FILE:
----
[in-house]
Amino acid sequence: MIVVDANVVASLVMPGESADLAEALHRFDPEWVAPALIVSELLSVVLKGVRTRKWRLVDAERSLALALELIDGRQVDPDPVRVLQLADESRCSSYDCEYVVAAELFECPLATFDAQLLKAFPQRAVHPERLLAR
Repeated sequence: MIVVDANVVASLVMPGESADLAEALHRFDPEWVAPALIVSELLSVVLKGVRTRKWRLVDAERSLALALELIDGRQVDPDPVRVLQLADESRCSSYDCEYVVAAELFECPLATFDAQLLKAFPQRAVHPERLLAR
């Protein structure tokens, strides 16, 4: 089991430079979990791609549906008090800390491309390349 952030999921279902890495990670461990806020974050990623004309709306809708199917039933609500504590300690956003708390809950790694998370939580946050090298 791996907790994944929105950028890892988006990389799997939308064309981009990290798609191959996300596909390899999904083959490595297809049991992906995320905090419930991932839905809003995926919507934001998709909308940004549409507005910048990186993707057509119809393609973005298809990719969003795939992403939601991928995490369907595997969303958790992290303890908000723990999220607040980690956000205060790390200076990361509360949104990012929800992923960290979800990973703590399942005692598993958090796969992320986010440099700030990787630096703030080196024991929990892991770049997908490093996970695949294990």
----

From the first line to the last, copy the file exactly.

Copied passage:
[in-house]
Amino acid sequence: MIVVDANVVASLVMPGESADLAEALHRFDPEWVAPALIVSELLSVVLKGVRTRKWRLVDAERSLALALELIDGRQVDPDPVRVLQLADESRCSSYDCEYVVAAELFECPLATFDAQLLKAFPQRAVHPERLLAR
Repeated sequence: MIVVDANVVASLVMPGESADLAEALHRFDPEWVAPALIVSELLSVVLKGVRTRKWRLVDAERSLALALELIDGRQVDPDPVRVLQLADESRCSSYDCEYVVAAELFECPLATFDAQLLKAFPQRAVHPERLLAR
């Protein structure tokens, strides 16, 4: 089991430079979990791609549906008090800390491309390349 952030999921279902890495990670461990806020974050990623004309709306809708199917039933609500504590300690956003708390809950790694998370939580946050090298 791996907790994944929105950028890892988006990389799997939308064309981009990290798609191959996300596909390899999904083959490595297809049991992906995320905090419930991932839905809003995926919507934001998709909308940004549409507005910048990186993707057509119809393609973005298809990719969003795939992403939601991928995490369907595997969303958790992290303890908000723990999220607040980690956000205060790390200076990361509360949104990012929800992923960290979800990973703590399942005692598993958090796969992320986010440099700030990787630096703030080196024991929990892991770049997908490093996970695949294990």